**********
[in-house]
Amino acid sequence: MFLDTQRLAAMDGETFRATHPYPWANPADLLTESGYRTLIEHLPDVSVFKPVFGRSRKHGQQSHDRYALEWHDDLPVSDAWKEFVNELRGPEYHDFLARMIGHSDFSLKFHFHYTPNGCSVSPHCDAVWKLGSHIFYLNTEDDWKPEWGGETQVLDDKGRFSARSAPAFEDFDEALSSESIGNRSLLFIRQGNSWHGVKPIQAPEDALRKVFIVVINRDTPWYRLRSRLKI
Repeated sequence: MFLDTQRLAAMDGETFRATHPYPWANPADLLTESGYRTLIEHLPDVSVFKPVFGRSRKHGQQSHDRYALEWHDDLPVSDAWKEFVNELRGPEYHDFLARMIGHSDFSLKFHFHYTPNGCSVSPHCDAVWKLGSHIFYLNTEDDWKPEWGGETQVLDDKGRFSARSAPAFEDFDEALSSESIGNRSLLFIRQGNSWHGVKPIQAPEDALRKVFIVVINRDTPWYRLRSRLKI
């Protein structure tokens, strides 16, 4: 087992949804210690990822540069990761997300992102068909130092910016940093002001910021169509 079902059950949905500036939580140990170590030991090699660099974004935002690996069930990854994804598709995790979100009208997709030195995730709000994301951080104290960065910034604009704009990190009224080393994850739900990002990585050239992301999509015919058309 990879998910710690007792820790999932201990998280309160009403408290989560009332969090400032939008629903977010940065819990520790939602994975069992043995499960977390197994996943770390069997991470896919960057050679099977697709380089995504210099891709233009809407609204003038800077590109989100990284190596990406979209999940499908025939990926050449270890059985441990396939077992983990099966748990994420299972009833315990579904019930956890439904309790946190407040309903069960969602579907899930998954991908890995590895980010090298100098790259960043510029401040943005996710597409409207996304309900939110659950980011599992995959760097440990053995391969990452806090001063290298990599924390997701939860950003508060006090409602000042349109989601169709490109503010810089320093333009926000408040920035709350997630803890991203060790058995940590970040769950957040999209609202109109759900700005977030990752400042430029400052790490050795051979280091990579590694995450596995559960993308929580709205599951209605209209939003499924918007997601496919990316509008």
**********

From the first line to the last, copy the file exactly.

[in-house]
Amino acid sequence: MFLDTQRLAAMDGETFRATHPYPWANPADLLTESGYRTLIEHLPDVSVFKPVFGRSRKHGQQSHDRYALEWHDDLPVSDAWKEFVNELRGPEYHDFLARMIGHSDFSLKFHFHYTPNGCSVSPHCDAVWKLGSHIFYLNTEDDWKPEWGGETQVLDDKGRFSARSAPAFEDFDEALSSESIGNRSLLFIRQGNSWHGVKPIQAPEDALRKVFIVVINRDTPWYRLRSRLKI
Repeated sequence: MFLDTQRLAAMDGETFRATHPYPWANPADLLTESGYRTLIEHLPDVSVFKPVFGRSRKHGQQSHDRYALEWHDDLPVSDAWKEFVNELRGPEYHDFLARMIGHSDFSLKFHFHYTPNGCSVSPHCDAVWKLGSHIFYLNTEDDWKPEWGGETQVLDDKGRFSARSAPAFEDFDEALSSESIGNRSLLFIRQGNSWHGVKPIQAPEDALRKVFIVVINRDTPWYRLRSRLKI
């Protein structure tokens, strides 16, 4: 087992949804210690990822540069990761997300992102068909130092910016940093002001910021169509 079902059950949905500036939580140990170590030991090699660099974004935002690996069930990854994804598709995790979100009208997709030195995730709000994301951080104290960065910034604009704009990190009224080393994850739900990002990585050239992301999509015919058309 990879998910710690007792820790999932201990998280309160009403408290989560009332969090400032939008629903977010940065819990520790939602994975069992043995499960977390197994996943770390069997991470896919960057050679099977697709380089995504210099891709233009809407609204003038800077590109989100990284190596990406979209999940499908025939990926050449270890059985441990396939077992983990099966748990994420299972009833315990579904019930956890439904309790946190407040309903069960969602579907899930998954991908890995590895980010090298100098790259960043510029401040943005996710597409409207996304309900939110659950980011599992995959760097440990053995391969990452806090001063290298990599924390997701939860950003508060006090409602000042349109989601169709490109503010810089320093333009926000408040920035709350997630803890991203060790058995940590970040769950957040999209609202109109759900700005977030990752400042430029400052790490050795051979280091990579590694995450596995559960993308929580709205599951209605209209939003499924918007997601496919990316509008």